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In Sight | Perspective

What life is like for the U.S.’s increasingly aging prison population

By Kenneth Dickerman, Lucy Nicholson

June 27, 2018 at 6:00 AM

An inmate sits in the yard of a cellblock that mainly houses prisoners with cognitive decline, Alzheimer’s and dementia at the California Health Care Facility in Stockton. (Lucy Nicholson/Reuters/)
Inmate Michael Patrick Rodriguez, 62, who has skin cancer, watches a meditation video in the hospice at the California Medical Facility prison in Vacaville. (Lucy Nicholson/Reuters/)

Improvements in medical care, longer jail terms because of stricter sentencing guidelines and an increase in the number of older adults being sent to prison have had a significant effect on the U.S. prison population: The average age of inmates is rising.

According to a report by Reuters, “In California, seven percent of the state’s 130,000 prisoners were over the age of 60 in 2016, the most recent year for which data is available, compared to just 1 percent 20 years earlier, according to a report by the California Department of Corrections and Rehabilitation.”

Because of this, states are finding ways to care for their older inmates. In California, for example, authorities are creating a dementia unit at the main prison medical facility in Stockton.

“We have identified a specific need for a specialized unit for our dementia population and are in the very early phases of concept development,” Elizabeth Gransee, spokesperson for California Correctional Health Care Services, told Reuters.

Joseph Bick, chief medical executive at the California Medical Facility in Vacaville, told the news service, “We and all of the jails and prisons around the country need to be able to do a better job with individuals who have cognitive impairment.”

Prisons across the country are facing similar challenges, and the economic toll is costly. Reuters reports that medical care for inmates has reached $3 billion annually. Reuters photographer Lucy Nicholson visited a couple of California prisons recently to try to document how that state is dealing with the challenges presented by an aging prison population. Here’s what she saw.

Pastoral care services worker and inmate Kao Saephanh, left, helps inmate Joseph Morrow, 69, who has bladder cancer, take a shower in the hospice center at the California Medical Facility prison in Vacaville. (Lucy Nicholson/Reuters/)
Gold Coat inmate workers who help other prisoners with health problems. Eleazar Ibarrola, 43, left, and Scottie Glenn, 47, chat at the California Health Care Facility in Stockton. (Lucy Nicholson/Reuters/)
Inmate Richard Arriola, 88, undergoes medical tests at the California Health Care Facility in Stockton. (Lucy Nicholson/Reuters/)
Pastoral care services worker and inmate Kao Saephanh gives a haircut to Eddie Van Houton, 71, who has cancer, in the hospice at the California Medical Facility prison in Vacaville. (Lucy Nicholson/Reuters/)
Inmate Quentin Murphy, 50, shoots hoops at the California Medical Facility prison in Vacaville. (Lucy Nicholson/Reuters/)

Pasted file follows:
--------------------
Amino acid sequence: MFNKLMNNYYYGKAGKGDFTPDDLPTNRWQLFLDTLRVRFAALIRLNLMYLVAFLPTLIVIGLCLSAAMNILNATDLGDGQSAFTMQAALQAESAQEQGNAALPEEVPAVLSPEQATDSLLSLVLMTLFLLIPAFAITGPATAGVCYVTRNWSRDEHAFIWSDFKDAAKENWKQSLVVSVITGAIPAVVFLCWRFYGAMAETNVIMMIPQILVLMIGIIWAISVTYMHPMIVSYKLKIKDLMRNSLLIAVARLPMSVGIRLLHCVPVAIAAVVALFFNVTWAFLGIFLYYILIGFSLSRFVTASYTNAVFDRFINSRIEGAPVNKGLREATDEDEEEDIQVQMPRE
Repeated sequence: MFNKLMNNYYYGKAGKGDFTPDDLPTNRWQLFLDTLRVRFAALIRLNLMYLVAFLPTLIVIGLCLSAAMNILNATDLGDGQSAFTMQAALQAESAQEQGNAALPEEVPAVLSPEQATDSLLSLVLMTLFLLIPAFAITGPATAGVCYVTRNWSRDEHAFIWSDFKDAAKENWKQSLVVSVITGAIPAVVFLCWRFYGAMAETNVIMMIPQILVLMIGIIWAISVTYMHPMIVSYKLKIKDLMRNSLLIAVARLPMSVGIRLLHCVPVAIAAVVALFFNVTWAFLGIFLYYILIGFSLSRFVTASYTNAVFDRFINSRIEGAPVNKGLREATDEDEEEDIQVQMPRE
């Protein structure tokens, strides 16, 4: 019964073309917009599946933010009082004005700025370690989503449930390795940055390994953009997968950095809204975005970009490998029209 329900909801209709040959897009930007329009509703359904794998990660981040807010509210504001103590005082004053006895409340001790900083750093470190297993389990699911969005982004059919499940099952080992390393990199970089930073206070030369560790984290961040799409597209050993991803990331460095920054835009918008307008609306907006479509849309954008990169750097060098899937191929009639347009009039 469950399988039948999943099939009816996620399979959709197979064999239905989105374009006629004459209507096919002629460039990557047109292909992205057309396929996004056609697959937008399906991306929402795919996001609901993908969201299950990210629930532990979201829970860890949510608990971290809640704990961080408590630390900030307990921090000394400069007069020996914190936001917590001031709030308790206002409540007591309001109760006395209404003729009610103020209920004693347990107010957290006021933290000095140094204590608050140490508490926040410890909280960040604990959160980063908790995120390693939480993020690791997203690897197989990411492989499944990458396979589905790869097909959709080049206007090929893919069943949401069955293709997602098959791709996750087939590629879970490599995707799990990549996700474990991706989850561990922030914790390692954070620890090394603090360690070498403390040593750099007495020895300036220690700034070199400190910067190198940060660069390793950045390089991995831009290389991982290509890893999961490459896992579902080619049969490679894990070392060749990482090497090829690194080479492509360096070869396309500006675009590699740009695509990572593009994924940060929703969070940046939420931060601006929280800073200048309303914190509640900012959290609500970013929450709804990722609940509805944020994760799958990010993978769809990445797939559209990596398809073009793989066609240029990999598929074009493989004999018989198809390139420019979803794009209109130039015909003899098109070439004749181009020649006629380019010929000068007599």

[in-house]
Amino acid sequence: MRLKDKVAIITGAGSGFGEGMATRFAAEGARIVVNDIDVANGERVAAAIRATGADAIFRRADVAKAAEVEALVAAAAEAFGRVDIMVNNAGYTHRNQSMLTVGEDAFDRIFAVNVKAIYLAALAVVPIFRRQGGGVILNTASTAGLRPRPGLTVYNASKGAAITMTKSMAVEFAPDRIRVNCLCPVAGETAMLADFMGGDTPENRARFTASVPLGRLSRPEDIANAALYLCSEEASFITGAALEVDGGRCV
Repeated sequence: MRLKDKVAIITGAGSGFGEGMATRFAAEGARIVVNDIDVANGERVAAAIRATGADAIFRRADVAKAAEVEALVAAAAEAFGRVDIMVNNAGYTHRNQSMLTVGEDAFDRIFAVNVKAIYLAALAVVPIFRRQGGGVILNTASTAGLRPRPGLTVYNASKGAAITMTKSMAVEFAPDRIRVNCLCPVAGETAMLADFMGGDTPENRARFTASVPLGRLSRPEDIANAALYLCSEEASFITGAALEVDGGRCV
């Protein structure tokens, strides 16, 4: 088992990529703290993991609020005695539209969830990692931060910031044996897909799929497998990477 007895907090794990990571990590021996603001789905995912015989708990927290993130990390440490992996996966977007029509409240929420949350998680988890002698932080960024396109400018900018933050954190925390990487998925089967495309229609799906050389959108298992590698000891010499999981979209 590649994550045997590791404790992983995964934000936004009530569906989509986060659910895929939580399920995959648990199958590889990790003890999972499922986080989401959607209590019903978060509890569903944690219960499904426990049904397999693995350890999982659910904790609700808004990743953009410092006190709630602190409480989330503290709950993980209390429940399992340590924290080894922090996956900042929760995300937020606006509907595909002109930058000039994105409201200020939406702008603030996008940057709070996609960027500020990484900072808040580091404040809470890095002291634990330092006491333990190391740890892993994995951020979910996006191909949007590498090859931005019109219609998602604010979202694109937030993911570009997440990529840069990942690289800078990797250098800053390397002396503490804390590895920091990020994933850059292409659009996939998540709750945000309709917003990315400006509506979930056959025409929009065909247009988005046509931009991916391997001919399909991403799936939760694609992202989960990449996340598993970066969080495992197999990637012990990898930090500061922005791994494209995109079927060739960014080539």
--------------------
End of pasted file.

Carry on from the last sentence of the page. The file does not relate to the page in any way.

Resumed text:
Inmate Eddie Galloway, 80, who has cancer, talks to a pastoral care services worker at the California Medical Facility prison in Vacaville. (Lucy Nicholson/Reuters/)
An inmate undergoes physical therapy at the California Health Care Facility in Stockton.
Inmate Derrick Brooks, 65, who has cancer, shaves in the hospice at the California Medical Facility prison in Vacaville. (Lucy Nicholson/Reuters/)
Inmate Joseph Morrow, shown in the hospice at the California Medical Facility prison in Vacaville, has bladder cancer. (Lucy Nicholson/Reuters/)
Pastoral care services worker and inmate Kao Saephanh helps inmate Eddie Van Houton stand up after giving him a haircut in the hospice at the California Medical Facility prison in Vacaville. (Lucy Nicholson/Reuters/)
Louis Henson, 74, has his dentures fixed at the California Health Care Facility in Stockton. (Lucy Nicholson/Reuters/)
Van Houton sleeps in the hospice at the California Medical Facility prison in Vacaville. (Lucy Nicholson/Reuters/)
The California Medical Facility prison in Vacaville. (Lucy Nicholson/Reuters/)

In Sight is The Washington Post’s photography blog for visual narrative. This platform showcases compelling and diverse imagery from staff and freelance photographers, news agencies and archives. If you are interested in submitting a story to In Sight, please complete this form.

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Kenneth Dickerman is a photo editor. He previously worked as a photo editor at MSN in Seattle and TIME in New York City. Before that, he worked as a freelance photographer specializing in politics and conflict and his work appeared in The New York Times, TIME and US News & World Report among other publications.

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In Sight | Perspective

What life is like for the U.S.’s increasingly aging prison population

By Kenneth Dickerman, Lucy Nicholson

June 27, 2018 at 6:00 AM

An inmate sits in the yard of a cellblock that mainly houses prisoners with cognitive decline, Alzheimer’s and dementia at the California Health Care Facility in Stockton. (Lucy Nicholson/Reuters/)
Inmate Michael Patrick Rodriguez, 62, who has skin cancer, watches a meditation video in the hospice at the California Medical Facility prison in Vacaville. (Lucy Nicholson/Reuters/)

Improvements in medical care, longer jail terms because of stricter sentencing guidelines and an increase in the number of older adults being sent to prison have had a significant effect on the U.S. prison population: The average age of inmates is rising.

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